Politics & Government

Lawmakers keep alive bill letting agencies refuse adoptions on religious grounds

House and Senate negotiators meet Thursday over a bill that would allow adoption agencies to refuse placements to LGBT couples.
House and Senate negotiators meet Thursday over a bill that would allow adoption agencies to refuse placements to LGBT couples. The Wichita Eagle

A bill to ensure adoption agencies can refuse placements to gay and lesbian couples based on religious beliefs remains alive as Kansas lawmakers wrap up their work.

“This vampire just won’t die this session,” Sen. David Haley, D-Kansas City, said.

The legislation cleared a key procedural hurdle on Thursday. A 60-58 vote in the House moves lawmakers one step closer to voting on the bill over the objections of Democrats.

The Legislature must end its regular session Friday. That gives supporters of the bill less than 48 hours to pass it.

To opponents, the bill is discriminatory — a measure that would place into law the ability of adoption and foster care agencies to refuse service. And the bill says the Department of Children and Families cannot block any agency from participating in programs solely because it refuses to adopt or place children with LGBT individuals.

“When they start picking and choosing, that’s called discrimination. Simple and easy. Read it in the dictionary," Rep. Cindy Neighbor, D-Shawnee, said.

Supporters say the bill will only protect rights that adoption agencies currently have. The agencies already have the ability to turn away couples on the basis of religious beliefs. They say religious-based adoption agencies have been restricted in other states — something they say they want to avoid.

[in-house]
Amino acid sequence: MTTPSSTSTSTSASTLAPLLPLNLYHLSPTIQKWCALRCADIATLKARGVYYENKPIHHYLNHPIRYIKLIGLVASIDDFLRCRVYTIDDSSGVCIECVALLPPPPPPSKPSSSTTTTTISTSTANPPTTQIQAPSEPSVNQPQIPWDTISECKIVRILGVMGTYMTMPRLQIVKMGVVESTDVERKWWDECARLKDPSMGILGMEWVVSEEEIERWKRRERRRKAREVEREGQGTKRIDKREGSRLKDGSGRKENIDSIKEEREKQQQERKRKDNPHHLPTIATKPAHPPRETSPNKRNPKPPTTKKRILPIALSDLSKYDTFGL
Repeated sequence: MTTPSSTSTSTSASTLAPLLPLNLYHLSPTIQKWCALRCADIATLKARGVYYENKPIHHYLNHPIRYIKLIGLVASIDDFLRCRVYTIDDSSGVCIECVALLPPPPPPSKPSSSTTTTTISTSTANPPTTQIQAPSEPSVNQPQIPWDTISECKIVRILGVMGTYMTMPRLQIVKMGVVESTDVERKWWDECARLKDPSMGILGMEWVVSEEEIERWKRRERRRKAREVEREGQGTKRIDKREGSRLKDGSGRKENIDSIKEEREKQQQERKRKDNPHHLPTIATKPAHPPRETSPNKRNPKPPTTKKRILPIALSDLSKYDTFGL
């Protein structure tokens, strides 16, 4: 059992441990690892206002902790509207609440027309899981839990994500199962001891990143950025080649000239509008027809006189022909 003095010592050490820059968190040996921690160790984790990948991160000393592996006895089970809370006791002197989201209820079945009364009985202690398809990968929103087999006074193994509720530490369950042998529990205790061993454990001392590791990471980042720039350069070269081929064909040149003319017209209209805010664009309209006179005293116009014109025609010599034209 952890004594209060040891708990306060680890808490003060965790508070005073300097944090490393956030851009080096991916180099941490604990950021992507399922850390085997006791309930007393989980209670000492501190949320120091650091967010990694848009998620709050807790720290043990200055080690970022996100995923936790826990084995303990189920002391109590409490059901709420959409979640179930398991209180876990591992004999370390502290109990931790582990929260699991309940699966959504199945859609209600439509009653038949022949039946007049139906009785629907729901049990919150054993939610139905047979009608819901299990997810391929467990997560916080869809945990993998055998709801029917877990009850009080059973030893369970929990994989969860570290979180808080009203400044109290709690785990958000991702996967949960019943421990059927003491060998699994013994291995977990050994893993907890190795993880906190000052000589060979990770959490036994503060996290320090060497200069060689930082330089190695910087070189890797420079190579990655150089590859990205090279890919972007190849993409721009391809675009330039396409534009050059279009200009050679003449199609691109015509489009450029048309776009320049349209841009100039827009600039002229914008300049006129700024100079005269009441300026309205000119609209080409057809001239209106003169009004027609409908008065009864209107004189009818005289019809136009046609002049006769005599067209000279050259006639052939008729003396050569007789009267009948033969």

"We've already heard that there are adoption agencies that have had to close their doors in other states because they're being forced to try to go against their religious doctrine," Rep. Blake Carpenter, R-Derby, said.

Several states have passed legislation similar to what is under consideration in Kansas. Virginia has had a law on the books for years. South Dakota approved a bill last year.

Haley worries the bill will contribute to a negative perception of Kansas. Many say the bill is a “regressive, discriminatory” measure, he said. While he said he respects the opinion of those who disagree, he noted that even the perception that the bill is discriminatory could have negative consequences.

A network of companies that includes Apple, Google, Amazon and other tech firms sent a letter to Republican leaders opposing the bill. The letter, sent by the group TechNet, raised concerns the bill will hamper the state’s ability to attract and retain workers.

“I would like to assure you something that is discriminatory is not the intention of this bill,” Rep. Susan Humphries, R-Wichita, said.

The bill doesn’t give adoption and foster agencies any extra rights, Humphries said. It only places in law what the agencies are currently doing, she added.

The intention of the legislation is to have as many agencies operating in Kansas as possible, she said.

The Department for Children and Families has supported the legislation for the same reason. The agency has said that the bill would provide an opportunity for some organizations that have had concerns in the past to work with DCF.

DCF Secretary Gina Meier-Hummel has promised that the agency will not discriminate.

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